I'll block quote everything of interest a fellow blogger wrote recently and tear it down piece by piece. It's hard to pick out one specific thing wrong with his post but before I get into the meat of the root of the problem I'd like to point out how little I care about a stupid poll from David Kaplan.
Seriously who cares?
Unlike Jay-Z, Rihanna and Kanye West, I am NOT concerned with who is going to run this town tonight.
I really don't care as a White Sox fan that Chicago is not a Sox-Town. More tickets for me!
But I digress...
Let's start from the top...errr...middle of the post:
"Where are the outraged tweets about losing a starting pitcher who is 14-9 with a 2.91 earned run average in Atlanta? Or the ones about an outfielder with 27 homers and 79 ribbies? I'm not sure, but I'm still waiting for the Stone Pony to speak his "truth" via a Twitter update any minute now."
I cannot stress this fact enough: I DID NOT WANT JAVY ON THIS TEAM!
Javier Vazquez is what he always has been: A great pitcher on bad teams. He's shown time and time again that he can't perform for contenders such as the New York Yankees and the Chicago White Sox. Meanwhile, any fan should know that a pitcher switching leagues, particularly from the American to National League experiences a significant drop in ERA. Look no further than CC Sabathia in 2008 when he became damn near unhittable with the Milwaukee Brewers after an average first half with the Cleveland Indians.
"When the deal first happened, M.J. Hartwig noted that the White Sox sold Swisher too soon. Finding room for Dirty 30 would have been difficult, but because of his versatility, he could have been used all over the field, which would have benefited the team over the course of a 162 game season. He's seen his homers, ribbies and OPS skyrocket since joining the Yanks and a good chunk of that has to do with hitting in a ballpark that rivals the size of a little league field. But with Jermaine Dye and Jim Thome off the books starting in 2010, one would have to think the White Sox could have used Swisher somewhere in the order."
Ah, yes, our friend Dirty-30....Did the White Sox sell shockingly low on Nick Swisher? Yes. Did we have to sell? Yes.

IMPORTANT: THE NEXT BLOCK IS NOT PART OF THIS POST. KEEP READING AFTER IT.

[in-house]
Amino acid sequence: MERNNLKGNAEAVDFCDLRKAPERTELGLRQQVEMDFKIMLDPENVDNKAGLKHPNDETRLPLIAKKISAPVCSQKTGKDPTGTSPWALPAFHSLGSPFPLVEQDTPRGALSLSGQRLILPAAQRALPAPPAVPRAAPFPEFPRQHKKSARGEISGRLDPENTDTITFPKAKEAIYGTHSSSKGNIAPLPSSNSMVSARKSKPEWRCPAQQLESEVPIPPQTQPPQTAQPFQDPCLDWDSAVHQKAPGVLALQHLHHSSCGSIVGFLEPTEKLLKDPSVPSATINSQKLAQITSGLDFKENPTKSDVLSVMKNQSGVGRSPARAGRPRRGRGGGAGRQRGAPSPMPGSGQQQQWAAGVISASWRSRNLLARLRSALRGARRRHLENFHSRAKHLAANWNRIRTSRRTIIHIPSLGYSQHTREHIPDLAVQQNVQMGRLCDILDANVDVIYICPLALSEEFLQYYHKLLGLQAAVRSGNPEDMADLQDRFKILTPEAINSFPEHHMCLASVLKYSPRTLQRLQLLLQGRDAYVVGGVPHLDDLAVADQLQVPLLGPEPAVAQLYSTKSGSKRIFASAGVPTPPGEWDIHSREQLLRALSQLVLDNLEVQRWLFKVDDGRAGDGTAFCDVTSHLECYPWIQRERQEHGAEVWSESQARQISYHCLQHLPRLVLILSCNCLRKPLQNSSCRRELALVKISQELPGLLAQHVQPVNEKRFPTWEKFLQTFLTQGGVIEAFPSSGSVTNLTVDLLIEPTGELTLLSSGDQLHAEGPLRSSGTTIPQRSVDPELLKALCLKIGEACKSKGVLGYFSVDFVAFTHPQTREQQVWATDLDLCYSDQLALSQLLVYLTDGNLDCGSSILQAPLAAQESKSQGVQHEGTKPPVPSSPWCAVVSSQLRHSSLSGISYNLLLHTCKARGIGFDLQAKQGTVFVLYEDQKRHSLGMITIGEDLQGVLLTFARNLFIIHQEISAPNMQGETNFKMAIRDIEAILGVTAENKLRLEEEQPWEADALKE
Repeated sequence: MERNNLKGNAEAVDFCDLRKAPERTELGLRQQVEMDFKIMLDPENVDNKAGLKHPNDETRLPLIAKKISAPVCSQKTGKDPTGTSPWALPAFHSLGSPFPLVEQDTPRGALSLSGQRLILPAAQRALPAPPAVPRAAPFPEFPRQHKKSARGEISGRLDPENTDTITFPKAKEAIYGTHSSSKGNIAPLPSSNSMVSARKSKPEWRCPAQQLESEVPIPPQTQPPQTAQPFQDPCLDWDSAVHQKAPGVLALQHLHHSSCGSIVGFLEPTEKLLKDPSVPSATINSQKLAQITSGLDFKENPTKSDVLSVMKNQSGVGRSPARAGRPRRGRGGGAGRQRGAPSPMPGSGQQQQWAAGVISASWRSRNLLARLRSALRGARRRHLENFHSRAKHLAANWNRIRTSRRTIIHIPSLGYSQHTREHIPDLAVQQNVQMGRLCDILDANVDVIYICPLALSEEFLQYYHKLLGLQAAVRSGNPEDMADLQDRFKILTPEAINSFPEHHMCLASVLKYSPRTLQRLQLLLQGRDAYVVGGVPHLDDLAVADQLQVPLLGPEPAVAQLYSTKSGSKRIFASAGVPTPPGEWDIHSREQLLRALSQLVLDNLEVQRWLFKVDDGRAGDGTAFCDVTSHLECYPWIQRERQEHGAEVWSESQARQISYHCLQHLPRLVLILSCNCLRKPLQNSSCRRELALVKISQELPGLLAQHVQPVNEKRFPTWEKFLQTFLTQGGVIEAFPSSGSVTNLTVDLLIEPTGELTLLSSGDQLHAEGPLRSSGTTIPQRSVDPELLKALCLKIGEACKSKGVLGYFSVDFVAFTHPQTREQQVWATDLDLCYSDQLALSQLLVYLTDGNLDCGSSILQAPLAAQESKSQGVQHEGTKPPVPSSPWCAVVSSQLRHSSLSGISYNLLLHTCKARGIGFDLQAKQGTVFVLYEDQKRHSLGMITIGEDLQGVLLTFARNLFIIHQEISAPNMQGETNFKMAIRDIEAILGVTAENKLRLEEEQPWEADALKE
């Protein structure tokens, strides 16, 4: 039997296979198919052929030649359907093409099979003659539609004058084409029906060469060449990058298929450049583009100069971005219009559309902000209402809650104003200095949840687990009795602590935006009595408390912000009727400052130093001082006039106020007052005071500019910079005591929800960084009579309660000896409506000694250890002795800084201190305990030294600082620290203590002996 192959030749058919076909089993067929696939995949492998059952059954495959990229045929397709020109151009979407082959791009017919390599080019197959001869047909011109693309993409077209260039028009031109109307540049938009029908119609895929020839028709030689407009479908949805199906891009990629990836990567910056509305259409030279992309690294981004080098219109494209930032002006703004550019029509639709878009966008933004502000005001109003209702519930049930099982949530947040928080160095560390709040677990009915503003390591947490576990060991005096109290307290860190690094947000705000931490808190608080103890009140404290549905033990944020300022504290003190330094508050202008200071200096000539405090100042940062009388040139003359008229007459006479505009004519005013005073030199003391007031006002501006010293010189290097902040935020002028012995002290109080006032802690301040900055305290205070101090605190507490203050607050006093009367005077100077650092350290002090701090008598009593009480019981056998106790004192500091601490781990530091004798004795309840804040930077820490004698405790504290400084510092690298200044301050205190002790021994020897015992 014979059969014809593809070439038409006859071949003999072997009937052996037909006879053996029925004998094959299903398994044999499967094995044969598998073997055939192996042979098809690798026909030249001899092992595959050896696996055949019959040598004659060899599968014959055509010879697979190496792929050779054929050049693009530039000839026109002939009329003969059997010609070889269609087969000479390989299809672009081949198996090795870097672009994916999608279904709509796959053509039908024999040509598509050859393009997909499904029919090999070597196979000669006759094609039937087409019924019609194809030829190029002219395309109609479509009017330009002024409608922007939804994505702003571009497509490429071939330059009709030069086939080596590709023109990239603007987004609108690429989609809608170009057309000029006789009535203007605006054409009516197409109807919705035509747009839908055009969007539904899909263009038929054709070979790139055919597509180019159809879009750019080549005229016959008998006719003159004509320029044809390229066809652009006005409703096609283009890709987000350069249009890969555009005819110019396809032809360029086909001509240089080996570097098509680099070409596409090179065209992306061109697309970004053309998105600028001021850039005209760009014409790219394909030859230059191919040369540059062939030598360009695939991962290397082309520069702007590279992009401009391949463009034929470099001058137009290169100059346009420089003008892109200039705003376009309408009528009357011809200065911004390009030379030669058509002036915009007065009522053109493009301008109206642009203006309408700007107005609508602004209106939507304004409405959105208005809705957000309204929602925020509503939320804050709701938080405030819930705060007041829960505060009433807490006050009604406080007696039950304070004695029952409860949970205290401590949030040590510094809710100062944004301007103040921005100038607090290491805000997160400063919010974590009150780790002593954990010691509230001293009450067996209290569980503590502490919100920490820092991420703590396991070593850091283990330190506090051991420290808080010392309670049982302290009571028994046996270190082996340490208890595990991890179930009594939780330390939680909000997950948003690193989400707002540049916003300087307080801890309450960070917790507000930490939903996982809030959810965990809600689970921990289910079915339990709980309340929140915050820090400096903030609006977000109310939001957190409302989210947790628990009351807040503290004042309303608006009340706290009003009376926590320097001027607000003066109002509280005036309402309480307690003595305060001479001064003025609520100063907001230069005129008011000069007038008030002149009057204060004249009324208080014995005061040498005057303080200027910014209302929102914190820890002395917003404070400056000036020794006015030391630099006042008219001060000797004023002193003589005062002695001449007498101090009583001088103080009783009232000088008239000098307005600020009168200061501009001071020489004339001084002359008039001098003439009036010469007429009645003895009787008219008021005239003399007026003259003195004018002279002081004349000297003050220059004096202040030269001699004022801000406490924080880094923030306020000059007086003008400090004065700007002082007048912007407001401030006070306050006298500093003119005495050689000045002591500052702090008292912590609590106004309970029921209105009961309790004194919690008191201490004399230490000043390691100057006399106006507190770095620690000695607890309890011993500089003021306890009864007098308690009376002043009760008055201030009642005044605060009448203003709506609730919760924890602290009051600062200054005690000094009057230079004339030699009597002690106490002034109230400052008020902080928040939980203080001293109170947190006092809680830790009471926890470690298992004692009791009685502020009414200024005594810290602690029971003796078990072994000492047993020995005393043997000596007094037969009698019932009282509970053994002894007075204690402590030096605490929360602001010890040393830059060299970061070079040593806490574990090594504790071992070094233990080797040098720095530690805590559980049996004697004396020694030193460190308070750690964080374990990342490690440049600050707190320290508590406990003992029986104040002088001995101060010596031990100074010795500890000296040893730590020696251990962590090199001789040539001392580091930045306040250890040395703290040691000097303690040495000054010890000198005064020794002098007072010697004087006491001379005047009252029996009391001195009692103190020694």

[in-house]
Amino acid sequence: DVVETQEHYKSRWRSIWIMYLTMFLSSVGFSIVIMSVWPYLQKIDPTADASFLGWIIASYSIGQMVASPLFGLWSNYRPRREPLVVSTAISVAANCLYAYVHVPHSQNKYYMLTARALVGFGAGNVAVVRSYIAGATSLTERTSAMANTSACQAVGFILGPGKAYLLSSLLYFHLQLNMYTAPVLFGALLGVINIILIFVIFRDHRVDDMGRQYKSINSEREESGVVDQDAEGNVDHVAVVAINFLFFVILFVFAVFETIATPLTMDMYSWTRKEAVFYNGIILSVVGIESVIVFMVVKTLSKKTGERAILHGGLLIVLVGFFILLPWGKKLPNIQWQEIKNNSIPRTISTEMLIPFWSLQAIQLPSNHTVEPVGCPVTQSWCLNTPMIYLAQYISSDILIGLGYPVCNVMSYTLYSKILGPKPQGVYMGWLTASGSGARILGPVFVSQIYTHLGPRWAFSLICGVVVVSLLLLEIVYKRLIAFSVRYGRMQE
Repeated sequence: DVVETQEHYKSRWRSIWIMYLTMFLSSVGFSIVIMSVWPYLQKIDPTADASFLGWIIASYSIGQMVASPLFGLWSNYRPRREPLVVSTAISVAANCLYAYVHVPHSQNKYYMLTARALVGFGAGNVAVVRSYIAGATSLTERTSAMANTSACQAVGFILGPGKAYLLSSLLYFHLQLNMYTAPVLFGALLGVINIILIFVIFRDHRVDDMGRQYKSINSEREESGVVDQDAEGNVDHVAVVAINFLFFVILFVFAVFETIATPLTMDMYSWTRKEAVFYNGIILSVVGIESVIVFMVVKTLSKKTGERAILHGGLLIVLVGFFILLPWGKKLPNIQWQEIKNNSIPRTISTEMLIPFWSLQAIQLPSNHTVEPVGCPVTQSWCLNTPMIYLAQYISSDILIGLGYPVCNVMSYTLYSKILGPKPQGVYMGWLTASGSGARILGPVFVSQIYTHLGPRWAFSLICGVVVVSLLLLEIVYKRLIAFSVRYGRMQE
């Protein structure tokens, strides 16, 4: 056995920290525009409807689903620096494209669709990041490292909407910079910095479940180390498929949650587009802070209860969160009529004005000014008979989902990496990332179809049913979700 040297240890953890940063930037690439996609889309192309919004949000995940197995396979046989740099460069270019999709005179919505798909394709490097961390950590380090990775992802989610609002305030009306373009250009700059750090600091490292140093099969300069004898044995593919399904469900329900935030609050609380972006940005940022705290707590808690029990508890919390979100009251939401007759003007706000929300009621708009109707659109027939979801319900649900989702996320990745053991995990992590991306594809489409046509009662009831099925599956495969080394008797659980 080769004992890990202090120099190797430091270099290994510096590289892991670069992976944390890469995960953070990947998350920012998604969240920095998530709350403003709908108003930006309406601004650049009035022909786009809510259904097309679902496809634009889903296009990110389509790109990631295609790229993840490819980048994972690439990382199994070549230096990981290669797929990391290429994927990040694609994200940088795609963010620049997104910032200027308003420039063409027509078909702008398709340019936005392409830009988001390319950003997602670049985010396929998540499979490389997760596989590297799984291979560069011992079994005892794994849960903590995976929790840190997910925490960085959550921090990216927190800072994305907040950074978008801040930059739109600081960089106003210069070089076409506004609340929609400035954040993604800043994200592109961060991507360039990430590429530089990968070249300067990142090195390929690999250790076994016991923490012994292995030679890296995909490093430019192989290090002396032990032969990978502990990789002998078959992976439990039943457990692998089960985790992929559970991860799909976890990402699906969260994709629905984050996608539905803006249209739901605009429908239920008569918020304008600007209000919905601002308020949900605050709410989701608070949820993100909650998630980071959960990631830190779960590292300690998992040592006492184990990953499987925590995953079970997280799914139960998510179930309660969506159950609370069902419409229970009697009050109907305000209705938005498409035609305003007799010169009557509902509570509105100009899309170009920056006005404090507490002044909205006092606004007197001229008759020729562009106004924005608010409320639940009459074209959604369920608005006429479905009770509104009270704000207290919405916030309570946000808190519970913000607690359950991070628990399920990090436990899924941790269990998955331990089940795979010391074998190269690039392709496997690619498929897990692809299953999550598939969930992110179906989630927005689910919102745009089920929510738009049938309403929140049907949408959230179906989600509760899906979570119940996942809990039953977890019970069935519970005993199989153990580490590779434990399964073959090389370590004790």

First off, there was no room for Swisher on this club. His clown-act wore thin on the veteran core and his numbers didn't back up his complaints for playing time. Is it likely that Swisher, given the chance, would have put up the numbers he did for the Yankees? Yes. But I just didn't see how it was going to happen given his first season in Chicago. We didn't have openings and first base, designated hitter or right field. Thus, we had no place to play Swisher. Don't tell me he would fit in on the 2010 version of this team either. While I don't expect either Thome or Dye to return I have plenty of other ideas for those positions.
"As for Vazquez, he was the White Sox's version of Jason Marquis. Good, not great, but always reliable. Little Game Javy has thrown at least 200 innings in nine of his last 10 years. The one year in which he didn't reach the 200-inning plateau was in 2004 where he threw 198 innings. Vazquez has been a strikeout artist, reaching 200 punch outs in five different years, including each of the past three seasons. Has his game hit another level because he plays in the National League? Certainly. But it's not like the White Sox are going up against the 1975 Reds, 1927 Yankees or one of those vintage Colorado Rockies teams for a division crown. It's the American League Central, where the Royals and Indians battle it out for gagging rights."
Again, Javy is what he is. He's a good solid, innings eating, strikeout pitcher. But again, he had no chance to come back after getting pantsed down the stretch while making well over $10 million in 2008 and in 2009.
"Like it or not, Vazquez could have been an integral part of a winner. Proof of it is the fact that he has thrived under baseball's best manager
Tony La RussaBobby Cox."
Coulda, shoulda, woulda, but DIDN'T!
Just for fun, imagine this starting rotation in 2010: